The Windsor Zither Banjo
From 1887 until the Birmingham factory was destroyed in 1940 in a German air-raid, the Castle Works Windsor company was the largest maker of fretted instruments in British history.
By 1887, Arthur Octavius Windsor had a small factory building Coffins and fabricating metal hardware. His off-time was spent pursuing his passion for banjos which he soon applied by opening a new factory, eventually employing 25 makers to build his ever expanding line of banjos and other fretted instruments.
He pioneered a style of wooden pot construction which he called Zither Construction. The metal rim, head and tension hoop assembly drops into this pot and the tailpiece was neatly inlayed into the wooden pot. A typical Windsor feature is the 5th string tunnel which eliminates the 5th string tuner on the neck typical of most banjos. Most Windsor banjos have 6 tuners: three per side though only 5 of those tuners are used — the 6th acting as a spare in the event of breakage.
A.O. Windsor was very skilled at self promotion and published a 50 page booklet on ‘How a Zither-Banjo Is Made’ in 1896 which secured Windsor instruments popularity as a Household name .
Unlike most banjo makers, Windsor fabricated all of their hardware fittings in their own workshop; all were non-standard insuring that customers would buy replacement fittings only from A.O. Windsor. He registered numerous patents on his developments.
These so-called English Banjos are almost always Windsor-built and they were quite popular in Canada. We see them routinely for service and restoration in our workshop.
The calfskin head diameter ranges from 8 inch to 9 inch on Windsor banjos so they are not ‘big’ sounding. I find them perfect for quiet home playing - clawhammer or fingerstyle.
Workmanship is very good and the quality of the metal castings and machine work is a delight. They have slender necks with a V profile; no truss rod and are always slightly over-bowed by modern standards but I find they can easily be made playable well past the 12th fret position. They make an interesting historical addition to any collection.
I have setup these three banjos at 6/64 inch action with light gauge strings: ideal for a mix of clawhammer and fingerstyle. As with all our banjos, new or used, one year no-charge setup and service is included.
There are no cases with these banjos. Generally, open back gig bags work best with Windsor banjos.
The Windsor Artiste Model 4, Circa 1910
One of the top Windsor models, the Artiste model 4 zither banjo features a Walnut neck with inlaid Ebony fretboard moulded to the rosewood pot, trimmed in boxwood. The 8-3/4 inch Calfskin head would be the fullest sounding of the Windsor banjos of this period.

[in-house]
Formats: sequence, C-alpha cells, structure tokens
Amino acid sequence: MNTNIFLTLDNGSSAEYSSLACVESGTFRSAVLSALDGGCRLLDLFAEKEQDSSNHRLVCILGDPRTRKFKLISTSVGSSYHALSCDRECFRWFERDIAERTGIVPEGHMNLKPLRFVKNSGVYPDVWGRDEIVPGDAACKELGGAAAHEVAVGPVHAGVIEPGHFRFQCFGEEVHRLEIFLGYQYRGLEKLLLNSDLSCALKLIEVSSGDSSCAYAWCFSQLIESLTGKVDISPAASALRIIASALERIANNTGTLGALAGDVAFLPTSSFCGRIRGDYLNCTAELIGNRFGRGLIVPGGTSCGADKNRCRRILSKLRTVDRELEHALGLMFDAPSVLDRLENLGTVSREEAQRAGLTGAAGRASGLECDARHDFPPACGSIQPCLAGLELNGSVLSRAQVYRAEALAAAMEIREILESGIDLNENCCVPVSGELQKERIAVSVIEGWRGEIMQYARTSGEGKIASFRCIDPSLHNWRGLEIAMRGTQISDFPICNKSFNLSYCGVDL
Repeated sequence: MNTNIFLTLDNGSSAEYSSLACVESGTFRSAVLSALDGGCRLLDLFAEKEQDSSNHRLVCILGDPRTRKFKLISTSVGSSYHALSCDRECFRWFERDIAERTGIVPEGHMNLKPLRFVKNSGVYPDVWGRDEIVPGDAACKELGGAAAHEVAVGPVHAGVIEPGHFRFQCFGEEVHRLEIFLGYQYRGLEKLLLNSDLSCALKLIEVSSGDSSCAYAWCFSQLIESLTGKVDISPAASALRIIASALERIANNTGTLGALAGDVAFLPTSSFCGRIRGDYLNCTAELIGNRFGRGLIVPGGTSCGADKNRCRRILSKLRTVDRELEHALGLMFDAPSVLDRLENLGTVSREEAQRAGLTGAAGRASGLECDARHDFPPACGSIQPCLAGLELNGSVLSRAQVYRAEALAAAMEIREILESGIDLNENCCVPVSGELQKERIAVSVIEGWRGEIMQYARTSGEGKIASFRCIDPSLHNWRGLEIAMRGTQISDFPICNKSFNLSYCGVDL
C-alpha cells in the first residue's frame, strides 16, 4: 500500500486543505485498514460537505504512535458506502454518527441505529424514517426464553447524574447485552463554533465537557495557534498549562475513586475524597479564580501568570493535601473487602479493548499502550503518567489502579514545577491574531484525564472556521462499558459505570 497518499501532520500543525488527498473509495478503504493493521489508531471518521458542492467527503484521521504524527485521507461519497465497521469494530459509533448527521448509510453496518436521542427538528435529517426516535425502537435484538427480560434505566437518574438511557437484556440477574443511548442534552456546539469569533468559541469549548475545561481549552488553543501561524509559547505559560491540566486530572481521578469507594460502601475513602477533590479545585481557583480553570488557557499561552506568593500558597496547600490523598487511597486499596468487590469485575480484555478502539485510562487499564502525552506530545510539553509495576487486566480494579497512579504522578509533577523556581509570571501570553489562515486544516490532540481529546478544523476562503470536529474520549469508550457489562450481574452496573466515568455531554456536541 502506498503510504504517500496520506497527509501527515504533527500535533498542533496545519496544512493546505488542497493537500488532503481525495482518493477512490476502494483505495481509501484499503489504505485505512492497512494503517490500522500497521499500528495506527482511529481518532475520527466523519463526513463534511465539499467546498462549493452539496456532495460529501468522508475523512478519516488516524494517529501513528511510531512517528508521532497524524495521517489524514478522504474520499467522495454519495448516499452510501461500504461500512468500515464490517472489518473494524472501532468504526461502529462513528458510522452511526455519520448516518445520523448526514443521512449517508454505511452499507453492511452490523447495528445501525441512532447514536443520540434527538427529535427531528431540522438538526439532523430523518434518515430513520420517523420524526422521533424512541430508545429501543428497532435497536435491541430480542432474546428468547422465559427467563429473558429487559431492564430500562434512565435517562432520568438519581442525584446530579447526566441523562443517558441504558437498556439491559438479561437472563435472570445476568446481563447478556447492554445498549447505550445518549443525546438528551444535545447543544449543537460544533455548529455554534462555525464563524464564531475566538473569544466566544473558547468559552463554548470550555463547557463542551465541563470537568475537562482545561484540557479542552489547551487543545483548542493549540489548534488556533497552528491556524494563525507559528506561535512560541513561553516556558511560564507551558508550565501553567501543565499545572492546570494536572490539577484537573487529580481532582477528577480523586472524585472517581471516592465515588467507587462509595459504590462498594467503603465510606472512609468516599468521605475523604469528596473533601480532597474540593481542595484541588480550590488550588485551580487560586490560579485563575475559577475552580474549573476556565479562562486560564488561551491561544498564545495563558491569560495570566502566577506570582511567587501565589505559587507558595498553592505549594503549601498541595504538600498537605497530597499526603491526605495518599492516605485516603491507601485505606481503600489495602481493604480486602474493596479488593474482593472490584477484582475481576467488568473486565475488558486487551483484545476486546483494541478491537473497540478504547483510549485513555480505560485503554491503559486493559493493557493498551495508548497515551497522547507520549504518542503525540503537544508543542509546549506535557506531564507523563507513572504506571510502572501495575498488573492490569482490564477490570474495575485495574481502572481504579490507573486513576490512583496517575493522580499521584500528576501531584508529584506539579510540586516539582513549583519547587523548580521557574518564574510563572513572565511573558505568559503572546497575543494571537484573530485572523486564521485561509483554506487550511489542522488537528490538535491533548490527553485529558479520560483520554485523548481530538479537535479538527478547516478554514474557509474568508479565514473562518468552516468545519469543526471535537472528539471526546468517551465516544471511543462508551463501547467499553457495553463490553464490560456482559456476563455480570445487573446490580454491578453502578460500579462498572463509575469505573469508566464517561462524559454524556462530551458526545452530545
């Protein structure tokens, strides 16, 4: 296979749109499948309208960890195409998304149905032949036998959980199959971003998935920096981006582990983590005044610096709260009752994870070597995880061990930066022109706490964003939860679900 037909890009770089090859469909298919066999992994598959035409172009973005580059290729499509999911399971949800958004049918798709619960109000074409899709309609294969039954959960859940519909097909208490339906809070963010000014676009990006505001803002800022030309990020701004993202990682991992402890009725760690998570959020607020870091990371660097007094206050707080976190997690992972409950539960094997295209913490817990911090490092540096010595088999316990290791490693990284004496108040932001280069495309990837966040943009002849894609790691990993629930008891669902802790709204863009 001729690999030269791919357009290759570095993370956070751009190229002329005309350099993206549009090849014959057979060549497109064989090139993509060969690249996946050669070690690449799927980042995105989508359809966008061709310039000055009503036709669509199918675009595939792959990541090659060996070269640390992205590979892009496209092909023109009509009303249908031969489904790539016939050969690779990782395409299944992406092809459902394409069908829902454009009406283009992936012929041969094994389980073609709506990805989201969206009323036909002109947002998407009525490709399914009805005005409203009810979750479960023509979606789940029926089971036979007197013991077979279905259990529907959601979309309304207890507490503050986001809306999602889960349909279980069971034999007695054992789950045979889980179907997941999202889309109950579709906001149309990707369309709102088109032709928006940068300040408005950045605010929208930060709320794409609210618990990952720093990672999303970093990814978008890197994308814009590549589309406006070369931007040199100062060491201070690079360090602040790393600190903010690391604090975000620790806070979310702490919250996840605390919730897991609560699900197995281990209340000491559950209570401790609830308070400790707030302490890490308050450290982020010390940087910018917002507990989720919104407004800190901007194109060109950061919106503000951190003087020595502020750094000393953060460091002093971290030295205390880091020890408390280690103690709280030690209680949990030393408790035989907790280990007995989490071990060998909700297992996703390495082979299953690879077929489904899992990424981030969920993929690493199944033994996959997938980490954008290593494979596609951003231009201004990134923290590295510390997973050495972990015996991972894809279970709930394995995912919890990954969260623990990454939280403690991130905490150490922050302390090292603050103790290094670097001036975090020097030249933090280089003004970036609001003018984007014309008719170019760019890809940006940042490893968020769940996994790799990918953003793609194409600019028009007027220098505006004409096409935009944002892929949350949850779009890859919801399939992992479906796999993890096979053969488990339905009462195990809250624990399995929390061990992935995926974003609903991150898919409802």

All hardware and finish is original.
The Windsor Popular Model 7, Circa 1910
The Windsor Popular Model 7 zither banjo uses the same woods and hardware as the Artiste model, but with a square-shouldered, bolt-on neck to pot joint. Less elegant and less labour intensive construction technique and arguably more repairable as the neck and be easily removed and replaced.
Though Windsor described their pot hardware as chromium plated, my guess is that was a generic term and they were actually nickel plated. This one is very clean chrome plated and I suspect that it was replated sometime in the later 20th century. Similarly, the lacquer finish which has a lovely vintage patina shows some indications that it was redone decades ago. The tuners have been replaced with the Pre-war Chicago Musical Instrument strip tuners typical of late 1930s Gibsons.
The Windsor Ideal Economy Model Zither Banjo, Circa 1895
Often sold through Eaton’s catalogues, the Windsor Ideal Economy models are very basic banjos, light as a feather and make the perfect late night noodler banjo. The walnut neck is fitted with an ebony veneer fretboard and the tuner buttons are carved bone. The 8-1/4 inch calfskin head drops into a Walnut veneered pot that shows plenty of honest wear and chips. Though worn the banjo is structurally sound and should be making music a century from now.
Serial Number: Serial numbers are not available.
The Windsor Artiste Model 4, Circa 1910 Price: $849, without case
The Windsor Popular Model 7 Zither Banjo, Circa 1910 Price: $699 without case
The Windsor Ideal Economy Model Zither Banjo, Circa 1895 Price: $399 without case